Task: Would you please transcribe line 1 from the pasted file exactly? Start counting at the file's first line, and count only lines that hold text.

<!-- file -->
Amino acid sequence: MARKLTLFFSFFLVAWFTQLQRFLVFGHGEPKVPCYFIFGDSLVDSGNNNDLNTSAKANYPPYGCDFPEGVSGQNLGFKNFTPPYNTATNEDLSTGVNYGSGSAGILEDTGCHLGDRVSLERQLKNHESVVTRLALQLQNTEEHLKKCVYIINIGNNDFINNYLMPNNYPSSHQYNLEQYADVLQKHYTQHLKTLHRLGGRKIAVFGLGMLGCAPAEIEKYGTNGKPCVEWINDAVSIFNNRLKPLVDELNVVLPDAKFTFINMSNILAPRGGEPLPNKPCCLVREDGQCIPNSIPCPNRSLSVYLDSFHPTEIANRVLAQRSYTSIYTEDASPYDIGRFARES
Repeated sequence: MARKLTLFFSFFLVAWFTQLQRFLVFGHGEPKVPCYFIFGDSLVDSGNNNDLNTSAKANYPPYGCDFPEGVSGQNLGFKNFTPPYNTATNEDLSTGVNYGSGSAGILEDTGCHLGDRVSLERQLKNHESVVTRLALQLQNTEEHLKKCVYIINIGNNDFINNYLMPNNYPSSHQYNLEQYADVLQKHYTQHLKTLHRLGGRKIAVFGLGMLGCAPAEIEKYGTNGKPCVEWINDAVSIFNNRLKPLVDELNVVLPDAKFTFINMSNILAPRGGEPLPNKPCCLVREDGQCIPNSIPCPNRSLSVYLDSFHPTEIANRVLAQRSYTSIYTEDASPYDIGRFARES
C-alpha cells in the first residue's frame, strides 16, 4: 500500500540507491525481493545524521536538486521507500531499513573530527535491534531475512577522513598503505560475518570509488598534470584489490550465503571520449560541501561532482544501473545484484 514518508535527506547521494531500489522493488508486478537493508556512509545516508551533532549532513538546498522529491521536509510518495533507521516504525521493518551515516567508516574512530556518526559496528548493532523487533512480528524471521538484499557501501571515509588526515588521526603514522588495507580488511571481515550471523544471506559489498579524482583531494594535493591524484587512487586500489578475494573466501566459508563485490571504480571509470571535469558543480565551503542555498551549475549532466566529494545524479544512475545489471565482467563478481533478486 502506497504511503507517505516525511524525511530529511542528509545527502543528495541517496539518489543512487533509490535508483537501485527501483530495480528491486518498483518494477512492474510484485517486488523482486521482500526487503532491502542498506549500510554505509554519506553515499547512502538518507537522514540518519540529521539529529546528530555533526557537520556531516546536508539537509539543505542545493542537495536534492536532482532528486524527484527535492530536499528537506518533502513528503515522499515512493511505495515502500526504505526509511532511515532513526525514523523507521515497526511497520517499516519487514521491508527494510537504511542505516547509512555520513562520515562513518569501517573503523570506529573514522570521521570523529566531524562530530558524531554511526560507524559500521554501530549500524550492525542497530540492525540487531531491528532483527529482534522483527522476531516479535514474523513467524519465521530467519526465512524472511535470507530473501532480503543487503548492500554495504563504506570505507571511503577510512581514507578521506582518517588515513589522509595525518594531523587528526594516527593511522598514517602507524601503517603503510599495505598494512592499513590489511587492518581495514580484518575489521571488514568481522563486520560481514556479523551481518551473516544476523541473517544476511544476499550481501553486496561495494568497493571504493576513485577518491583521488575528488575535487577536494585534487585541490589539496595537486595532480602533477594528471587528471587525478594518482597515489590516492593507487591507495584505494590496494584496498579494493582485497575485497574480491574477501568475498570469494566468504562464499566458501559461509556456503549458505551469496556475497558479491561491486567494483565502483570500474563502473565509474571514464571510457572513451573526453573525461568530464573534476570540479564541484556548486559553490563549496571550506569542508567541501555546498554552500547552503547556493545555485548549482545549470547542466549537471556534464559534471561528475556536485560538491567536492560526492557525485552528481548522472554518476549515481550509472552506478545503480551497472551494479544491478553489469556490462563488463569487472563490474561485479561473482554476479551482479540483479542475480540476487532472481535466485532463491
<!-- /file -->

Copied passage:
Amino acid sequence: MARKLTLFFSFFLVAWFTQLQRFLVFGHGEPKVPCYFIFGDSLVDSGNNNDLNTSAKANYPPYGCDFPEGVSGQNLGFKNFTPPYNTATNEDLSTGVNYGSGSAGILEDTGCHLGDRVSLERQLKNHESVVTRLALQLQNTEEHLKKCVYIINIGNNDFINNYLMPNNYPSSHQYNLEQYADVLQKHYTQHLKTLHRLGGRKIAVFGLGMLGCAPAEIEKYGTNGKPCVEWINDAVSIFNNRLKPLVDELNVVLPDAKFTFINMSNILAPRGGEPLPNKPCCLVREDGQCIPNSIPCPNRSLSVYLDSFHPTEIANRVLAQRSYTSIYTEDASPYDIGRFARES